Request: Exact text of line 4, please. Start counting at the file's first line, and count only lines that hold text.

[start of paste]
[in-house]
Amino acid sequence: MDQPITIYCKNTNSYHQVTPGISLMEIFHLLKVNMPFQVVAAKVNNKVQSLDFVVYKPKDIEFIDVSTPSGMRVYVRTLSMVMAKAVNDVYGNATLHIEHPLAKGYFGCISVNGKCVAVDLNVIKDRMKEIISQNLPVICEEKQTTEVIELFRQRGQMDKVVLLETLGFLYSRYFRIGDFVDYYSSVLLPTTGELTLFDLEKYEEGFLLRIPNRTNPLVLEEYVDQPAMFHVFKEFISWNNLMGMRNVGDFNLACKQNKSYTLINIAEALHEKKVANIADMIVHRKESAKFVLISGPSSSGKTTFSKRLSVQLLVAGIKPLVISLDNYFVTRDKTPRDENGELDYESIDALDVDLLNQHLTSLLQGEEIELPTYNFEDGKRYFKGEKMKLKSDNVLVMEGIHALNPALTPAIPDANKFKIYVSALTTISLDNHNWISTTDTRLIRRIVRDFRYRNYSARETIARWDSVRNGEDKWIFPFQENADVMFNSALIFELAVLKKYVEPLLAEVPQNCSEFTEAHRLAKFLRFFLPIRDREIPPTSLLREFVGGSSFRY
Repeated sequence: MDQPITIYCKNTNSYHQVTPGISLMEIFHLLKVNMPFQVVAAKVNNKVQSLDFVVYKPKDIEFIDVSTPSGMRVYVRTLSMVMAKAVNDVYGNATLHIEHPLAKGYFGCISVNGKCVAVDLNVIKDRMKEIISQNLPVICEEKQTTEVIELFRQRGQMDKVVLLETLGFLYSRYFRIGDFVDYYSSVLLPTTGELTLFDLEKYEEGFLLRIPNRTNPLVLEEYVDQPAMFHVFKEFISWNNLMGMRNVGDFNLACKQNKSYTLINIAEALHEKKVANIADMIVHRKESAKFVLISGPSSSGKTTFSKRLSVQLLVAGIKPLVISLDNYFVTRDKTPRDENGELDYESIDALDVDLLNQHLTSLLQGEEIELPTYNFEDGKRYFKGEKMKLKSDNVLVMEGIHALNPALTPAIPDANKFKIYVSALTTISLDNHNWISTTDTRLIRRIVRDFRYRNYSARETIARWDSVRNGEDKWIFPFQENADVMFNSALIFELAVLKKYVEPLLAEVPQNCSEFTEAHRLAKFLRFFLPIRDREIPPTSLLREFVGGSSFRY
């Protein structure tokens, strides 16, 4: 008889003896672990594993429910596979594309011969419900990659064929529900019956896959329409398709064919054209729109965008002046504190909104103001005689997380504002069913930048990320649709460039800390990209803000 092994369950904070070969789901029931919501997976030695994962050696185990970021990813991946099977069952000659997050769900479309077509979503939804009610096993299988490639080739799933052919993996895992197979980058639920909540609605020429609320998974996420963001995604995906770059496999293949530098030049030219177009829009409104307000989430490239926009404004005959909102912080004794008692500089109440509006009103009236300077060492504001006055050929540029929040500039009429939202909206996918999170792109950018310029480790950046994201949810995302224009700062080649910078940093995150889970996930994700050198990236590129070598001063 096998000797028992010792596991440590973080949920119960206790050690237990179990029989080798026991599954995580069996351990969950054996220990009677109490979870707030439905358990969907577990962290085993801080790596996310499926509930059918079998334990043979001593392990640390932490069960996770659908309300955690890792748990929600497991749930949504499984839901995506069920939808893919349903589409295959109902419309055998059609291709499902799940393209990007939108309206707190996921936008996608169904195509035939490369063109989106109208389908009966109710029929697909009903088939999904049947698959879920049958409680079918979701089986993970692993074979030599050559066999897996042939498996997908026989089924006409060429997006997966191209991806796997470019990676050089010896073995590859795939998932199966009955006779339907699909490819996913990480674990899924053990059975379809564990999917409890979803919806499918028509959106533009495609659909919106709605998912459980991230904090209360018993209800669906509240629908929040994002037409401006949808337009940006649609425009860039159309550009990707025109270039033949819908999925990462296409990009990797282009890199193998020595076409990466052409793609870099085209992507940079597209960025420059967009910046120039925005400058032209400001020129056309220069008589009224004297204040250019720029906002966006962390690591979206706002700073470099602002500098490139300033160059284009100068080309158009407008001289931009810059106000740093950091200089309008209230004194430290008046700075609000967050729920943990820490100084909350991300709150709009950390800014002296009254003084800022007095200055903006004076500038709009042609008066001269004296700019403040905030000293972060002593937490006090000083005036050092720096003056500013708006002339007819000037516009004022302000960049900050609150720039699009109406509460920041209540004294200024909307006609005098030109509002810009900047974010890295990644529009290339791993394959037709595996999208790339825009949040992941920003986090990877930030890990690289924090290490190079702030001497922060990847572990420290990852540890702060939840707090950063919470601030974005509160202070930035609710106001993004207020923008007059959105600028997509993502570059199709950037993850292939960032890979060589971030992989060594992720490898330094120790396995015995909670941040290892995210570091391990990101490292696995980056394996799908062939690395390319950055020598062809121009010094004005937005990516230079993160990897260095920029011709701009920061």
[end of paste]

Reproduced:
């Protein structure tokens, strides 16, 4: 008889003896672990594993429910596979594309011969419900990659064929529900019956896959329409398709064919054209729109965008002046504190909104103001005689997380504002069913930048990320649709460039800390990209803000 092994369950904070070969789901029931919501997976030695994962050696185990970021990813991946099977069952000659997050769900479309077509979503939804009610096993299988490639080739799933052919993996895992197979980058639920909540609605020429609320998974996420963001995604995906770059496999293949530098030049030219177009829009409104307000989430490239926009404004005959909102912080004794008692500089109440509006009103009236300077060492504001006055050929540029929040500039009429939202909206996918999170792109950018310029480790950046994201949810995302224009700062080649910078940093995150889970996930994700050198990236590129070598001063 096998000797028992010792596991440590973080949920119960206790050690237990179990029989080798026991599954995580069996351990969950054996220990009677109490979870707030439905358990969907577990962290085993801080790596996310499926509930059918079998334990043979001593392990640390932490069960996770659908309300955690890792748990929600497991749930949504499984839901995506069920939808893919349903589409295959109902419309055998059609291709499902799940393209990007939108309206707190996921936008996608169904195509035939490369063109989106109208389908009966109710029929697909009903088939999904049947698959879920049958409680079918979701089986993970692993074979030599050559066999897996042939498996997908026989089924006409060429997006997966191209991806796997470019990676050089010896073995590859795939998932199966009955006779339907699909490819996913990480674990899924053990059975379809564990999917409890979803919806499918028509959106533009495609659909919106709605998912459980991230904090209360018993209800669906509240629908929040994002037409401006949808337009940006649609425009860039159309550009990707025109270039033949819908999925990462296409990009990797282009890199193998020595076409990466052409793609870099085209992507940079597209960025420059967009910046120039925005400058032209400001020129056309220069008589009224004297204040250019720029906002966006962390690591979206706002700073470099602002500098490139300033160059284009100068080309158009407008001289931009810059106000740093950091200089309008209230004194430290008046700075609000967050729920943990820490100084909350991300709150709009950390800014002296009254003084800022007095200055903006004076500038709009042609008066001269004296700019403040905030000293972060002593937490006090000083005036050092720096003056500013708006002339007819000037516009004022302000960049900050609150720039699009109406509460920041209540004294200024909307006609005098030109509002810009900047974010890295990644529009290339791993394959037709595996999208790339825009949040992941920003986090990877930030890990690289924090290490190079702030001497922060990847572990420290990852540890702060939840707090950063919470601030974005509160202070930035609710106001993004207020923008007059959105600028997509993502570059199709950037993850292939960032890979060589971030992989060594992720490898330094120790396995015995909670941040290892995210570091391990990101490292696995980056394996799908062939690395390319950055020598062809121009010094004005937005990516230079993160990897260095920029011709701009920061």